A very light (meaning don't consider mass of the rod) rod is placed along the x axis. It has a mass m1=2.0kg at x=0, a mass m2=1.50kg at x=50cm, and a mass m3=3.0kg at x=100cm.
Find the moment of inertia of the system about a pivot point at x=0.
The parallel axis theorem helps in calculating moments of inertia of homogeneous rigid bodies with strange geometries. The general equation is:
I (moment of inertia) = Icm + MD^2
In the case of a thin spherical shell it is:
The "cm" is in subscript by the way. Icm is...
Ah, everything finally makes sense now. I re-read everything you've said and it's all very clear now. :)
Thanks again Rainbow Child! You're a physics genius! I extremely appreciate you sticking with me the 3 or so hours it took for me to complete this fairly simple problem.
I just solved for Va and got sqrt(2gL) (the mass canceled out). This equation gives me the speed of if the pendulum before the collision. I also have the speed of the pendulum after collision, which I found earlier from the conservation of momentum equation. Is this correct?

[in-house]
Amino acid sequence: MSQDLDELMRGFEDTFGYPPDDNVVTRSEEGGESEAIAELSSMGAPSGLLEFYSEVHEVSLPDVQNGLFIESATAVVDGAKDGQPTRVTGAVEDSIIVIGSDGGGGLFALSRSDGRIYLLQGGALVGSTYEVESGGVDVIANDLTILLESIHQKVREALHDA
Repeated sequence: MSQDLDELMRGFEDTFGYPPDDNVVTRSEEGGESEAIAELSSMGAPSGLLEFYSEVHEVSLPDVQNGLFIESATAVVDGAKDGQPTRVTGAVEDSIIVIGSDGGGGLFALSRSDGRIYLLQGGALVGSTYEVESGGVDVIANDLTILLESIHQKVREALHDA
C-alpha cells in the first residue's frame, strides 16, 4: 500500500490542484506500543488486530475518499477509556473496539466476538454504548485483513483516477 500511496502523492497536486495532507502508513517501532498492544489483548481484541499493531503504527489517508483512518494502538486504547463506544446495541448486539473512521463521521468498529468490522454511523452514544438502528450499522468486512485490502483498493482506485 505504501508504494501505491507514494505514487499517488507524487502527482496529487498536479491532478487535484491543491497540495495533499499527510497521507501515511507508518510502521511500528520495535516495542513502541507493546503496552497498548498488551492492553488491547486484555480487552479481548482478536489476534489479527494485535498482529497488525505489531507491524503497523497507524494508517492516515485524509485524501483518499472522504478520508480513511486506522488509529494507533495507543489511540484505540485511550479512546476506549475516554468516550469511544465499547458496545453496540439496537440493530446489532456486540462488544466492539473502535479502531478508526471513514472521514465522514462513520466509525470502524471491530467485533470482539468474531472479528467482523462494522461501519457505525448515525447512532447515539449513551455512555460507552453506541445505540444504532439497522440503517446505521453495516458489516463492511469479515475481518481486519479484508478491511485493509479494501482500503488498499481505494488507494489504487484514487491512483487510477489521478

Doesn't Va of M is equal to zero since the pendulum is initially not moving? I don't quite understand what to do when the initial and final velocities of an object is zero, but it moves in between that period.
Ohhh, I'm sorry if I incorrectly explained the problem, but the bullet is traveling at v and it asks for the minimum speed of the bullet as it passes through the pendulum in order for the pendulum to go around one rotation.
I don't think it uses the equation I listed above with a set velocity. They give me L (the radius of the spin), which leads me to believe that I need to calculate the work done by the pendulum in the spin (W=FD and d is 2Lpi (circumference), but I'm not sure about force) and correlate the work...
A bullet of mass m and speed v passes completely through a pendulum bob of mass M. The bullet emerges with a speed of v/2. The pendulum bob is suspended by a stiff rod of length L and negligible mass.
What is the minimum value of v such that the pendulum bob will barely...
:D That worked! Each block was a square, so I simply found the center of each and treated it like a system of six particles. I used the equation above by setting the mass of each particle to one (uniform piece of steel) and got the same answers as in the back of the textbook. I can't thank you...
[SOLVED] Center of Mass of an irregularly shaped object
A uniform piece of sheet steel is shaped as shown:
Compute the x and y coordinates of the center of mass of the piece.
The sketch above isn't very good but its a graph with an X and Y...